Author(s): Venkat R, Hannallah JR, Krouse RS, Maegawa FB
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Abstract BACKGROUND: Platelet count is known to be an indirect indicator of portal hypertension but is not a part of the model for end-stage liver disease (MELD) score or the Child-Pugh score for risk stratification in hepatobiliary surgery. METHODS: Data from 2097 hepatic resections for hepatocellular carcinoma (HCC) were evaluated from 2005-2012 using the National Surgical Quality Improvement Program database. Patient demographics, morbidity, and mortality were evaluated. RESULTS: Median age and body mass index were 64 y and 26.5 kg/m(2), respectively. Majority of the patients had American Society of Anesthesiologists ≥3 (78.1\%) and median MELD score was 7. On multivariate analysis, thrombocytopenia (platelet count <150/nL) and severe thrombocytopenia (platelet count <100/nL) were independently associated with an increased risk of mortality (odds ratio [OR], 1.79; P = 0.024 and OR, 4.19; P < 0.001), cardiopulmonary complications (OR, 1.61; P = 0.009 and OR, 1.96; P = 0.018), need for blood transfusion (OR, 1.35; P = 0.05 and OR, 1.60; P = 0.05), septic complications (OR, 1.53; P = 0.025 and OR, 1.96; P = 0.016), reintubation (OR, 1.91; P = 0.004 and OR, 2.64; P = 0.003), and renal insufficiency and/or failure (OR, 2.48; P = 0.001 and OR, 4.96; P < 0.001), respectively. CONCLUSIONS: Thrombocytopenia, which is an indirect indicator for portal hypertension, is significantly associated with adverse outcomes after hepatectomy, independent of the MELD score. Platelet count should be integrated into the selection criteria for hepatic resections for HCC. Published by Elsevier Inc.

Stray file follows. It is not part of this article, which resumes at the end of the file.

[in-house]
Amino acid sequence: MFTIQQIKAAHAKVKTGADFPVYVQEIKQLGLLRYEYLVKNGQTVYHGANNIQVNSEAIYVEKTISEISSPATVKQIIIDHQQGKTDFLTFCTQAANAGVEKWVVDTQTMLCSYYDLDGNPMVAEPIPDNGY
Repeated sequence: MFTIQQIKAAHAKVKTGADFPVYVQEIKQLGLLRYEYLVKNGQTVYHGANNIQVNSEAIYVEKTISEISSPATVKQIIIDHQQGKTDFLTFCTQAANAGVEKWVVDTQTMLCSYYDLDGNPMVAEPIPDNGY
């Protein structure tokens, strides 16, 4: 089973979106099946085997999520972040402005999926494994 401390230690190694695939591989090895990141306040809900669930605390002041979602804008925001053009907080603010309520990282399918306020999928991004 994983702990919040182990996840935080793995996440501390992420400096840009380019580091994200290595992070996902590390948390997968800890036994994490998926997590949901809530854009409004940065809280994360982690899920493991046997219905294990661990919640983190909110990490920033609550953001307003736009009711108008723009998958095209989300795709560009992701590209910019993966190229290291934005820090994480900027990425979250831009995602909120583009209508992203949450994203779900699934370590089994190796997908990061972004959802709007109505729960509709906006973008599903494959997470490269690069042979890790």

This article was published in J Surg Res
and referenced in Biochemistry & Analytical Biochemistry